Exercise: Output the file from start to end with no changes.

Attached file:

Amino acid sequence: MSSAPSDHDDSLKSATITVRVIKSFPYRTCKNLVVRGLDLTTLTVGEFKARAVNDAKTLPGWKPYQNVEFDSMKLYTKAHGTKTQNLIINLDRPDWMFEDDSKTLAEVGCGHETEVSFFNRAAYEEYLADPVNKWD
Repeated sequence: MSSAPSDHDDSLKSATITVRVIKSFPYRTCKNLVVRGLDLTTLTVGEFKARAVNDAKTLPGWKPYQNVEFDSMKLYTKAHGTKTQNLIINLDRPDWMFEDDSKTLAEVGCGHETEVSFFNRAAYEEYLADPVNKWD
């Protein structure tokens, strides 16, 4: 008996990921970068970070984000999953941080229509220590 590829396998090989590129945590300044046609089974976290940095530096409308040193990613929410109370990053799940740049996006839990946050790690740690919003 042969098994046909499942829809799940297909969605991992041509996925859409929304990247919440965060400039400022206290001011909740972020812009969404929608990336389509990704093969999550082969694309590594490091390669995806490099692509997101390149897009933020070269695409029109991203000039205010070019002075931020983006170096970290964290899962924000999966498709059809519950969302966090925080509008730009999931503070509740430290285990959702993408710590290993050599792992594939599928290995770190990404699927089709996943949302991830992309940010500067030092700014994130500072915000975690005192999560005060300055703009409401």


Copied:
Amino acid sequence: MSSAPSDHDDSLKSATITVRVIKSFPYRTCKNLVVRGLDLTTLTVGEFKARAVNDAKTLPGWKPYQNVEFDSMKLYTKAHGTKTQNLIINLDRPDWMFEDDSKTLAEVGCGHETEVSFFNRAAYEEYLADPVNKWD
Repeated sequence: MSSAPSDHDDSLKSATITVRVIKSFPYRTCKNLVVRGLDLTTLTVGEFKARAVNDAKTLPGWKPYQNVEFDSMKLYTKAHGTKTQNLIINLDRPDWMFEDDSKTLAEVGCGHETEVSFFNRAAYEEYLADPVNKWD
């Protein structure tokens, strides 16, 4: 008996990921970068970070984000999953941080229509220590 590829396998090989590129945590300044046609089974976290940095530096409308040193990613929410109370990053799940740049996006839990946050790690740690919003 042969098994046909499942829809799940297909969605991992041509996925859409929304990247919440965060400039400022206290001011909740972020812009969404929608990336389509990704093969999550082969694309590594490091390669995806490099692509997101390149897009933020070269695409029109991203000039205010070019002075931020983006170096970290964290899962924000999966498709059809519950969302966090925080509008730009999931503070509740430290285990959702993408710590290993050599792992594939599928290995770190990404699927089709996943949302991830992309940010500067030092700014994130500072915000975690005192999560005060300055703009409401």